Now that the dust is beginning to settle from the November election, those poking into the numbers are finding some interesting things.
Of course it's obvious that President Obama and Senator Debbie Stabenow had big victories statewide in Michigan. They ran terrific campaigns with messages that resonated with the views of most voters.
And so did Democratic congressional candidates and Democratic candidates for the state House. Democratic candidates for Congress won 50 percent of the vote statewide. Yet at the end of the day, that translated into only 36 percent of the state's congressional seats, or 5 of the 14 seats.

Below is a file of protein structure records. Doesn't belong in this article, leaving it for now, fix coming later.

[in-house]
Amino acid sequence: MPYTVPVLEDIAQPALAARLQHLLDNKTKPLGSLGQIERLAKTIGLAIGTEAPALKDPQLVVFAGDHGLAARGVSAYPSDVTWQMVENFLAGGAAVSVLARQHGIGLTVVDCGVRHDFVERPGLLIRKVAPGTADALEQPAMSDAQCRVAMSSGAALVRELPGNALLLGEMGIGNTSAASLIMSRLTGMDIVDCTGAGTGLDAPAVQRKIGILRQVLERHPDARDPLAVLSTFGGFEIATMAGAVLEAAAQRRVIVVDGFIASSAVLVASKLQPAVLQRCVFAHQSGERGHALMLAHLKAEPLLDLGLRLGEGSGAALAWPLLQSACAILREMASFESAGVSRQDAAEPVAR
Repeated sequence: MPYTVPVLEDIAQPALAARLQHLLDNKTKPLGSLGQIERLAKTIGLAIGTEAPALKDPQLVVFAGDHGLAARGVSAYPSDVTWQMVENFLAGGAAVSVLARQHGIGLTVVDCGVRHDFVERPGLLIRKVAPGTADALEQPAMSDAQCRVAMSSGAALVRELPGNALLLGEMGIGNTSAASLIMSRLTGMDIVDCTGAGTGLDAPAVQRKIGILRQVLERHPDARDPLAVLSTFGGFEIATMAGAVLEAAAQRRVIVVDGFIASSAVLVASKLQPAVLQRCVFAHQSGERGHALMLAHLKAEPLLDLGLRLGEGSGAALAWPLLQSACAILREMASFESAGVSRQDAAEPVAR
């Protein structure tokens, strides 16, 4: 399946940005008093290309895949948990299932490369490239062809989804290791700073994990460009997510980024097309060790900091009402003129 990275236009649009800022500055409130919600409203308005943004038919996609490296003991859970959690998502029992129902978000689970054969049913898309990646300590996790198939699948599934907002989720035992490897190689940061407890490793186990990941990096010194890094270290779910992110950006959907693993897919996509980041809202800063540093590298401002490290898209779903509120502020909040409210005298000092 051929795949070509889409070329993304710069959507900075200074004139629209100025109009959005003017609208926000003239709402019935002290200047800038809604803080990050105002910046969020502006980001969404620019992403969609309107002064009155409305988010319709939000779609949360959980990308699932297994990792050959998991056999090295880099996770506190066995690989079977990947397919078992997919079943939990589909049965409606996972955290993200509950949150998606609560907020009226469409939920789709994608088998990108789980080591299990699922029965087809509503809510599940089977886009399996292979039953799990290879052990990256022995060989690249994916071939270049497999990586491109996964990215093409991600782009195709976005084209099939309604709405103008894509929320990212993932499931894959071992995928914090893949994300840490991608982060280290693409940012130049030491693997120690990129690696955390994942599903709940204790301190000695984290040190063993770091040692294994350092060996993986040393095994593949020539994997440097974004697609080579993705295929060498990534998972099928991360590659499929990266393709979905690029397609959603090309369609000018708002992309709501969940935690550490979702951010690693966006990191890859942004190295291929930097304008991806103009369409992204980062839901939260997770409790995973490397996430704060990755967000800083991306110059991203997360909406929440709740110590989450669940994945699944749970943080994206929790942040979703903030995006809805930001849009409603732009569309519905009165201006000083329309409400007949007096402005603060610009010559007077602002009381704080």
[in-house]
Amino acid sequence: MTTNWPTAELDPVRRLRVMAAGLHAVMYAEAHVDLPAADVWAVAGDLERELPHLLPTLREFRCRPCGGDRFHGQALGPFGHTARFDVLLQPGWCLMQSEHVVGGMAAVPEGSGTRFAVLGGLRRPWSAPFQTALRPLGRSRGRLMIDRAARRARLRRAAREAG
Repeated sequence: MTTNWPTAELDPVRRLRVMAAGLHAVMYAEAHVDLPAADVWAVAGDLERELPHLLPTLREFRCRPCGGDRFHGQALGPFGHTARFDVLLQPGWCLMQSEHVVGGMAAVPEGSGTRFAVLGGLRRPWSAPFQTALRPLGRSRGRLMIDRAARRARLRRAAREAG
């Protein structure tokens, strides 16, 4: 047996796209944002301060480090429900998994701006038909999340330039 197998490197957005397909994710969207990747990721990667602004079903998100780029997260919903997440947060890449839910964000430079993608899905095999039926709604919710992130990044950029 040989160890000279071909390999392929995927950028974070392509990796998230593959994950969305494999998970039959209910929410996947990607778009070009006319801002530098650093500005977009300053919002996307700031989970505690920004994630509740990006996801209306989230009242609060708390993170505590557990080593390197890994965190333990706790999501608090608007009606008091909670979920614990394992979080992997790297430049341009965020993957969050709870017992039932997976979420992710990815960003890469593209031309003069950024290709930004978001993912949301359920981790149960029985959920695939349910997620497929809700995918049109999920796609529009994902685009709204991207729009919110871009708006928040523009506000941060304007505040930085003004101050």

In the state House races, Democratic candidates won 53 percent of the total vote cast statewide in those races. That earned them only 46 percent of the seats, or 51, of the 110 seats in the Michigan House.
How is it that the party that receives a minority of the votes for Congress and the Michigan House is able to walk away with most of the seats? It's called gerrymandering. The lines drawn for the congressional and state House seats by the Republicans in Lansing lumped Democratic voters into as few districts as possible.The result is districts that are nearly completely safe for the Republican Party. This robs voters of true choices at the ballot box.
A priority for the 2014 election cycle should be redistricting reform, creating a non-partisan way of re-drawing district lines that is less influenced by partisan politics and more focused on the voters' best interests.